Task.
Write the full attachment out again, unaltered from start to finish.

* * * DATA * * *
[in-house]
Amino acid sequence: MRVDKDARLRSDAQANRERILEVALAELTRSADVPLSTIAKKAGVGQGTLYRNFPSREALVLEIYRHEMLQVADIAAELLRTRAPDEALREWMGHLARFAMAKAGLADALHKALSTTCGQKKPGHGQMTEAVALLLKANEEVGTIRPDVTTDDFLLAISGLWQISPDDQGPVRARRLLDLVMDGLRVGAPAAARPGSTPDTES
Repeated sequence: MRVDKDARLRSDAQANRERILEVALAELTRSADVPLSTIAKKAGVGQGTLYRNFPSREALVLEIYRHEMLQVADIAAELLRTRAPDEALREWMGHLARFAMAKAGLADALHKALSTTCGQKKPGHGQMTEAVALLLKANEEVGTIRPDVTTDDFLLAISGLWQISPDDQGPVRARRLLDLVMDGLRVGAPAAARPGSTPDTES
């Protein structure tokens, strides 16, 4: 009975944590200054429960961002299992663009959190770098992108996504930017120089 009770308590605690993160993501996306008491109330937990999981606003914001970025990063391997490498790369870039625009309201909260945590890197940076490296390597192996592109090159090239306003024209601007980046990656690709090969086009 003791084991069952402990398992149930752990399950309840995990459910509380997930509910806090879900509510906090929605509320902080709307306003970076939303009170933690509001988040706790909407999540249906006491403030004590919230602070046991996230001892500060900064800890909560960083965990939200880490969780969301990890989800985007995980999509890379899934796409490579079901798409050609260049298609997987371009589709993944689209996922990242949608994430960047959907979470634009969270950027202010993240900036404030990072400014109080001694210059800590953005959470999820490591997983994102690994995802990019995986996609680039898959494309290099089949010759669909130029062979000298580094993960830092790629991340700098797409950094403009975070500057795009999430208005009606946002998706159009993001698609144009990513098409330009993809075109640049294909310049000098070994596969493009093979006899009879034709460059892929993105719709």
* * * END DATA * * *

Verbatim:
[in-house]
Amino acid sequence: MRVDKDARLRSDAQANRERILEVALAELTRSADVPLSTIAKKAGVGQGTLYRNFPSREALVLEIYRHEMLQVADIAAELLRTRAPDEALREWMGHLARFAMAKAGLADALHKALSTTCGQKKPGHGQMTEAVALLLKANEEVGTIRPDVTTDDFLLAISGLWQISPDDQGPVRARRLLDLVMDGLRVGAPAAARPGSTPDTES
Repeated sequence: MRVDKDARLRSDAQANRERILEVALAELTRSADVPLSTIAKKAGVGQGTLYRNFPSREALVLEIYRHEMLQVADIAAELLRTRAPDEALREWMGHLARFAMAKAGLADALHKALSTTCGQKKPGHGQMTEAVALLLKANEEVGTIRPDVTTDDFLLAISGLWQISPDDQGPVRARRLLDLVMDGLRVGAPAAARPGSTPDTES
């Protein structure tokens, strides 16, 4: 009975944590200054429960961002299992663009959190770098992108996504930017120089 009770308590605690993160993501996306008491109330937990999981606003914001970025990063391997490498790369870039625009309201909260945590890197940076490296390597192996592109090159090239306003024209601007980046990656690709090969086009 003791084991069952402990398992149930752990399950309840995990459910509380997930509910806090879900509510906090929605509320902080709307306003970076939303009170933690509001988040706790909407999540249906006491403030004590919230602070046991996230001892500060900064800890909560960083965990939200880490969780969301990890989800985007995980999509890379899934796409490579079901798409050609260049298609997987371009589709993944689209996922990242949608994430960047959907979470634009969270950027202010993240900036404030990072400014109080001694210059800590953005959470999820490591997983994102690994995802990019995986996609680039898959494309290099089949010759669909130029062979000298580094993960830092790629991340700098797409950094403009975070500057795009999430208005009606946002998706159009993001698609144009990513098409330009993809075109640049294909310049000098070994596969493009093979006899009879034709460059892929993105719709």